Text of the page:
Have Tails Installer verify the ISO image using OpenPGP
Team: u, kurono, kytv, sajolida
As of today, users who download a Tails ISO image are required to
verify the authenticity of this image.
By verifying the SHA hashsum of the ISO
This basically ensures that the correct ISO has been downloaded.
- Using the Firefox extension *
See https://tails.boum.org/blueprint/bootstrapping/verification. Once we get the Verification Extension (#7552 (closed)), users will have automatic verification of their download using a checksum (and possibly something a bit stronger once we get #8191 (closed).
This method however does not provide proof of authenticity of the image.
By verifying the cryptographic signature of the ISO image
Every Tails release is cryptographically signed with the Tails signing
That means, that along with the ISO we also provide an OpenPGP signature which
can and should be used to verify the authenticity of the image.
This step is essential, but very hard for users, as it not only requires
users have a basic understanding of how OpenPGP works, but also that they
install an OpenPGP software which handles keys and takes care of the
Furthermore it implies that users manually download the signature for
Tails release. In our download statistics, it’s clear that the signature is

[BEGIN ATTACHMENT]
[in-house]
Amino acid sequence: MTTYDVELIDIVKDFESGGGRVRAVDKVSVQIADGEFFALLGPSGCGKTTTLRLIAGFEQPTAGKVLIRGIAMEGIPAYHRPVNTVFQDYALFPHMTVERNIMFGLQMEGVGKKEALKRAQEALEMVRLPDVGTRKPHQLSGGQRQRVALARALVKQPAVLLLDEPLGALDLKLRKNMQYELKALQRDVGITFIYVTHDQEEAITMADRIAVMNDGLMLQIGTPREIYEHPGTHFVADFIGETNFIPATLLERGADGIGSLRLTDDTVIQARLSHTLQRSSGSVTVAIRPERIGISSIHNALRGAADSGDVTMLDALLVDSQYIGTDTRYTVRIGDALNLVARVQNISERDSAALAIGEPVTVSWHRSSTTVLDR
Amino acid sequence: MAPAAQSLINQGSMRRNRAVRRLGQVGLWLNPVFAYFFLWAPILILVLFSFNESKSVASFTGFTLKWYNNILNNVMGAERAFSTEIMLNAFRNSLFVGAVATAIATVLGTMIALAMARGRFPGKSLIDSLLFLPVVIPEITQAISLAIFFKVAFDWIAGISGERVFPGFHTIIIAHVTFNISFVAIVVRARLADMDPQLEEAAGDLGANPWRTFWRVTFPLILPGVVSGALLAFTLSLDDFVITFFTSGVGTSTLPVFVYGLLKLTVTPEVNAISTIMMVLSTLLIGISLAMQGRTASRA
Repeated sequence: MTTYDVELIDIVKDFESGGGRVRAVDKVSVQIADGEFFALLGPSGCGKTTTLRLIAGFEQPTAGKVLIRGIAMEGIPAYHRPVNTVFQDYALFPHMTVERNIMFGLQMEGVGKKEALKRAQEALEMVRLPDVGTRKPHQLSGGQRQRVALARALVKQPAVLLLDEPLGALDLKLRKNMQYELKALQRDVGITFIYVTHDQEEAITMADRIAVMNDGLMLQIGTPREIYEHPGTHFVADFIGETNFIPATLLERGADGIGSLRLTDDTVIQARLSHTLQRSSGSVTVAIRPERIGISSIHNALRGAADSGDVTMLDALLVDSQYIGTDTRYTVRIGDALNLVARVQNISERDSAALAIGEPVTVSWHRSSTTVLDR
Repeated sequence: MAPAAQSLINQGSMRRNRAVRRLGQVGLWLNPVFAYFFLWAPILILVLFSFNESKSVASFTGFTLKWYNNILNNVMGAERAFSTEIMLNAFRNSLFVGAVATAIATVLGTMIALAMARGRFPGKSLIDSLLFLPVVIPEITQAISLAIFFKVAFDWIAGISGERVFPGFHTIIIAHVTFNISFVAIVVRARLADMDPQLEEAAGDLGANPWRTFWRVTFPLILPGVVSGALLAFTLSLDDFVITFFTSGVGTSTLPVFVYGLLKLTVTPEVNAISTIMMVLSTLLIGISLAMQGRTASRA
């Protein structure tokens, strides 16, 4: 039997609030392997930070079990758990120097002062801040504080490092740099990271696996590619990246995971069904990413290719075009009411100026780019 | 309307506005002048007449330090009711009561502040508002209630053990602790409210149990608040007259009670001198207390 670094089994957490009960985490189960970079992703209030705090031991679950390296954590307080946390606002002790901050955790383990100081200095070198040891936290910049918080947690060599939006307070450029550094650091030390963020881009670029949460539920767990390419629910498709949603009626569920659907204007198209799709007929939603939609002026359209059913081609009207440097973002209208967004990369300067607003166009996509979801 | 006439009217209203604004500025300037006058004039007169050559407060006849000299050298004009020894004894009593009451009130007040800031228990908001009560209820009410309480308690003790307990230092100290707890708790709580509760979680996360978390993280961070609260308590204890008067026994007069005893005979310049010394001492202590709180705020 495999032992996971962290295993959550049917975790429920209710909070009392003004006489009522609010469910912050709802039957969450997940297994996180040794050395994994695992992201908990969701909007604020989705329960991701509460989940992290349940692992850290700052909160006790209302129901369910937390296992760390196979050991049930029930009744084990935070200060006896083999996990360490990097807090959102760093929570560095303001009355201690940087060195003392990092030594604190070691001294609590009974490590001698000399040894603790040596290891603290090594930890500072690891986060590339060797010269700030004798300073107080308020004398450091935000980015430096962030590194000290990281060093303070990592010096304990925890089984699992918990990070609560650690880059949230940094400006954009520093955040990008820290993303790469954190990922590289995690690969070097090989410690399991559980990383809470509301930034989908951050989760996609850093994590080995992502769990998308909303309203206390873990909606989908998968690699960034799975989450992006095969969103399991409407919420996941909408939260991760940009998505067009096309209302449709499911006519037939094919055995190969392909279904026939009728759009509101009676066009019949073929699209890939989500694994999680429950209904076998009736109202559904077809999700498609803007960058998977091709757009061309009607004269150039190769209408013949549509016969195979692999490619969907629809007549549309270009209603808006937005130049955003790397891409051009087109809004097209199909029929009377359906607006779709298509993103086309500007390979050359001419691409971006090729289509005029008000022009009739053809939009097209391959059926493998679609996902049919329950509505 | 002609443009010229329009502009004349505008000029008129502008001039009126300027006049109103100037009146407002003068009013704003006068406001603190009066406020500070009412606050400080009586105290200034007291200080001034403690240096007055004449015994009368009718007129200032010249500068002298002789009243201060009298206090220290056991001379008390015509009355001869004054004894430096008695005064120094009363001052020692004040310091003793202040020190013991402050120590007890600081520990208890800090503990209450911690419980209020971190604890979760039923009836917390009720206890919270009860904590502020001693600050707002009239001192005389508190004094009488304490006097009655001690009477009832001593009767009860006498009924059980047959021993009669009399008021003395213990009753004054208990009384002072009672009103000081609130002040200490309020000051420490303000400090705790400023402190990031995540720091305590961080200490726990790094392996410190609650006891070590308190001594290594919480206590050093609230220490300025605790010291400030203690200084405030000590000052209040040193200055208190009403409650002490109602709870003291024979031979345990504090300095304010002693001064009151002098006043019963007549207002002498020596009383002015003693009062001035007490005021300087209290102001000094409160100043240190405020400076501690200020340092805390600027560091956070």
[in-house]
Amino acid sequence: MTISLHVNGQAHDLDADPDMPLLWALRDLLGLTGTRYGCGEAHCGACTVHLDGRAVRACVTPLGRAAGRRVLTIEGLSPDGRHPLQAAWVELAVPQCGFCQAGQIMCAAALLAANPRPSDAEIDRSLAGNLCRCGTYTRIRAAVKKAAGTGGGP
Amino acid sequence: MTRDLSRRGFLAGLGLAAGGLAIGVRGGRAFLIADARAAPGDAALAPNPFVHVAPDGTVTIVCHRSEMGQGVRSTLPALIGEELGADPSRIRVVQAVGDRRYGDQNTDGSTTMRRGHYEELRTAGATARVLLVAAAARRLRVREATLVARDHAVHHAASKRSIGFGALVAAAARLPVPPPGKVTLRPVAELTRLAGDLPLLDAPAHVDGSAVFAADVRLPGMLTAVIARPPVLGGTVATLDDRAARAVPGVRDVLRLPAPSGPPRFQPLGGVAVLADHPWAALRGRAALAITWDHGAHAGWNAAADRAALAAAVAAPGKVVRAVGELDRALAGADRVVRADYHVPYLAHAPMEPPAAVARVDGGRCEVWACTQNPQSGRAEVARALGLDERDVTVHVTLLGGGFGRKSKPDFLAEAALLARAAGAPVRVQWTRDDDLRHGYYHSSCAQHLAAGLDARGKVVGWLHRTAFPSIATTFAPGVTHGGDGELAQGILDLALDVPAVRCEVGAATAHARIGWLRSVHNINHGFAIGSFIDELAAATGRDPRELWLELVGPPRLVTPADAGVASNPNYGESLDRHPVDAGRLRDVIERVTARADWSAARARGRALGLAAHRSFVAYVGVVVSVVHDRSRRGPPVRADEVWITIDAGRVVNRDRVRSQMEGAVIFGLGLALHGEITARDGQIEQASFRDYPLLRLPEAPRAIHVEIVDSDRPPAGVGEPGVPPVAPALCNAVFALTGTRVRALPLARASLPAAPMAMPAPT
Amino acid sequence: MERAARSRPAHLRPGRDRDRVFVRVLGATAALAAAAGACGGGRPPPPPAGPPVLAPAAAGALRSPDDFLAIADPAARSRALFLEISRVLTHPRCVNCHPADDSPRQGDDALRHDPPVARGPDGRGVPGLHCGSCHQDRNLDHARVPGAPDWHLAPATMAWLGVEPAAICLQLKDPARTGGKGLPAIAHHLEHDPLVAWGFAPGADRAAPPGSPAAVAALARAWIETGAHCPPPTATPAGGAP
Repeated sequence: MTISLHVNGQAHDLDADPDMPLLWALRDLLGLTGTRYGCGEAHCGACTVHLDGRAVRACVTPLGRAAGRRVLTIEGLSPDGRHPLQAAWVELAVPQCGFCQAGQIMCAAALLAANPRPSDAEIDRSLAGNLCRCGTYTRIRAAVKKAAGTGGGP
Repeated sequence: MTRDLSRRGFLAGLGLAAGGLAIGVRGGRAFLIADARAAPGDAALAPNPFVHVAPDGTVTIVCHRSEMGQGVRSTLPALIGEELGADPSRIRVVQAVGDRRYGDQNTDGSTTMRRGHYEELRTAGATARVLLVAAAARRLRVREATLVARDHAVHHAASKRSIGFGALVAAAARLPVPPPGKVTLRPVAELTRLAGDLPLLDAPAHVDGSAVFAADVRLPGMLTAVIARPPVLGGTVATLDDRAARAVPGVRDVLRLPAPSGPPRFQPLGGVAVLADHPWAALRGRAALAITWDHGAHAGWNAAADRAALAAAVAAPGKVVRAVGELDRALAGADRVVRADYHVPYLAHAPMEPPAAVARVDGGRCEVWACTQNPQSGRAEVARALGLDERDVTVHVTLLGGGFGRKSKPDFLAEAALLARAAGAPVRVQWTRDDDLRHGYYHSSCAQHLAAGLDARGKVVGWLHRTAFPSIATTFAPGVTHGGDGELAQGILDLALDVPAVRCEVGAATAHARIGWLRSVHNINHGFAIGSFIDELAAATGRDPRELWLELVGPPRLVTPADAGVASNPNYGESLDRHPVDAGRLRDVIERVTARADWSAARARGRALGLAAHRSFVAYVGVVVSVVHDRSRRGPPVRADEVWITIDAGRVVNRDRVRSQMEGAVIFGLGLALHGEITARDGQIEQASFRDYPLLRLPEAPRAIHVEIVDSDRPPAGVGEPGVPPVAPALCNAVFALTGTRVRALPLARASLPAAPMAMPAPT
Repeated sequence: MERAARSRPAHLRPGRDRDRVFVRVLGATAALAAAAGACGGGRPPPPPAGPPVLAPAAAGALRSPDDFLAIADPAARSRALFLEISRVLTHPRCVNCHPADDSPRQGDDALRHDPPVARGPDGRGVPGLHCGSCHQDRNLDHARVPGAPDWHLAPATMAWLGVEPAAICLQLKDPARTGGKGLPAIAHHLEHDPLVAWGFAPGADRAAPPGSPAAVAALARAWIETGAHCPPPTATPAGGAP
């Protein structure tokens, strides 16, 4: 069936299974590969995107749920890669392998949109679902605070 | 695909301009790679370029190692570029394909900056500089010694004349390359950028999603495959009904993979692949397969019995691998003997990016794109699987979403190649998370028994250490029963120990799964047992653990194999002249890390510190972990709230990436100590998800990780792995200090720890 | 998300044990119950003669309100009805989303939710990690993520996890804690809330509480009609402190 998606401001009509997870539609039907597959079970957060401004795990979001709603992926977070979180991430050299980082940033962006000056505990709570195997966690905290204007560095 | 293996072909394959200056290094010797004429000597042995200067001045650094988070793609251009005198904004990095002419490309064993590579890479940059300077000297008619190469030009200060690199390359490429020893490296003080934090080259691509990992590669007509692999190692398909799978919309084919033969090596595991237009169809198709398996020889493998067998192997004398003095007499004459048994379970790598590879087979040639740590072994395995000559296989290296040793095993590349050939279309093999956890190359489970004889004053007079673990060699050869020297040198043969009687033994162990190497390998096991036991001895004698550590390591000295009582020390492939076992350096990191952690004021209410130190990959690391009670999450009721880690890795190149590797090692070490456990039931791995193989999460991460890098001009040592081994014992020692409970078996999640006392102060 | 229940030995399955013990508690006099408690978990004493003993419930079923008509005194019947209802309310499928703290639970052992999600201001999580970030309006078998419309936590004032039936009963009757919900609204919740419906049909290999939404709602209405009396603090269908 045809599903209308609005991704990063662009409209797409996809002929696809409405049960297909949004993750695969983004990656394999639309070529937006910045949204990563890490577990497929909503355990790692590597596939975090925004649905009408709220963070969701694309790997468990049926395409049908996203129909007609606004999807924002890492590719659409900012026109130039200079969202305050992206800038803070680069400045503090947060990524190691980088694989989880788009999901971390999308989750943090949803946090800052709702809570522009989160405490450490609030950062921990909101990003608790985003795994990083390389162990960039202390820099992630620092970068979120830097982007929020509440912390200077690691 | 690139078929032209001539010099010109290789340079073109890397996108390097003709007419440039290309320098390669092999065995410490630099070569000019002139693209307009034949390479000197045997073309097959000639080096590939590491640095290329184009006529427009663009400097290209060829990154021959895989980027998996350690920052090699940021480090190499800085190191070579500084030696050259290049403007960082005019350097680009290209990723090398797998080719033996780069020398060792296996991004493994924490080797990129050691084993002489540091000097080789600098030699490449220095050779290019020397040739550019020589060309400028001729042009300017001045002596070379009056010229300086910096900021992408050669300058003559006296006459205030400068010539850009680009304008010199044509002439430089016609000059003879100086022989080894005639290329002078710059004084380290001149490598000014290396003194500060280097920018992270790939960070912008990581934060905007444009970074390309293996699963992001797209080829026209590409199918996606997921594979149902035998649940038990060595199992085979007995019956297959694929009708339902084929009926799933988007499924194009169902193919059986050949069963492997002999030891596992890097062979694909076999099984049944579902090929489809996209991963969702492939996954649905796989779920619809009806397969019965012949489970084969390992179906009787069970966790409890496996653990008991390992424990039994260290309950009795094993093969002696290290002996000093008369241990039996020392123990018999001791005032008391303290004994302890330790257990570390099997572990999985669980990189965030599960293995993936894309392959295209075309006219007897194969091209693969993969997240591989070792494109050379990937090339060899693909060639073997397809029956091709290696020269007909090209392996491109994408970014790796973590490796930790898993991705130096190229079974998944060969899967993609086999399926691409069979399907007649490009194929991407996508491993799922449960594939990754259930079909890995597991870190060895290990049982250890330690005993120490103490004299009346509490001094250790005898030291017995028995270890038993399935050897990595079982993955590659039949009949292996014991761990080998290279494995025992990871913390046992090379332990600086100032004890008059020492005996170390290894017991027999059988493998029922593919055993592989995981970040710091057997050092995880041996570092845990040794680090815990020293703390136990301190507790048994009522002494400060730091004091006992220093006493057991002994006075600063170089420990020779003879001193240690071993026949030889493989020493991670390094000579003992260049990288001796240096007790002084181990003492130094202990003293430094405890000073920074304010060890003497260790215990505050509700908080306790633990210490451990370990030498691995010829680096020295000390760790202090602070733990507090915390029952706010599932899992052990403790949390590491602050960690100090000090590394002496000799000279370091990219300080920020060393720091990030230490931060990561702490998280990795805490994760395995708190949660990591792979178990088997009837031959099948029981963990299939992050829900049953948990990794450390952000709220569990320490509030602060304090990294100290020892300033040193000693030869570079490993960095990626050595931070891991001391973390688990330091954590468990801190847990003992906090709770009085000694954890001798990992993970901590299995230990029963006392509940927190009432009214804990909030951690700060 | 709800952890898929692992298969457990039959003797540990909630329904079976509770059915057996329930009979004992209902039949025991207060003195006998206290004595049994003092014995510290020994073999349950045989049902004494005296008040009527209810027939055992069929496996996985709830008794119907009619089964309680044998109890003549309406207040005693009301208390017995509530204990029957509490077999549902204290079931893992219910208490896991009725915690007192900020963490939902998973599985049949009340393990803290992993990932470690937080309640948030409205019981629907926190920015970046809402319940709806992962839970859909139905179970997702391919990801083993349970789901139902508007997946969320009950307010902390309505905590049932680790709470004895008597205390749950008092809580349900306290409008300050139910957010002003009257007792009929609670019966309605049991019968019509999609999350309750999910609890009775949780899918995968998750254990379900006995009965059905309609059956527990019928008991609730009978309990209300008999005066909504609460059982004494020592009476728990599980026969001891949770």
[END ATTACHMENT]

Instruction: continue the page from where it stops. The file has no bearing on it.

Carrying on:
downloaded significantly less often than the ISO (about xxx% of people who
download the ISO also download its cryptographic signature). We have no
statistics about how many of those users actually do the verification.
It also requires downloading the public Tails signing key once,
fingerprint and trusting it, for example by signing it locally.
Make Tails installer the main easy tool to install and verify Tails ISOs
Tails Installer itself could automate some kind of OpenPGP verification as well, at least TrustOnFirstUse and on top of that:
- Rely on the Debian keyring
- Allow people knowledgable about OpenPGP to do their own verification
We are in the process of making Tails installer available in Debian and
Linux distributions and plan on porting it to other operating systems. Along
with the Firefox extension, it could automate as much as possible the process
of verifying the ISO, by extending the extension through the verification of
the cryptographic signature.
- Related to #7544 (closed)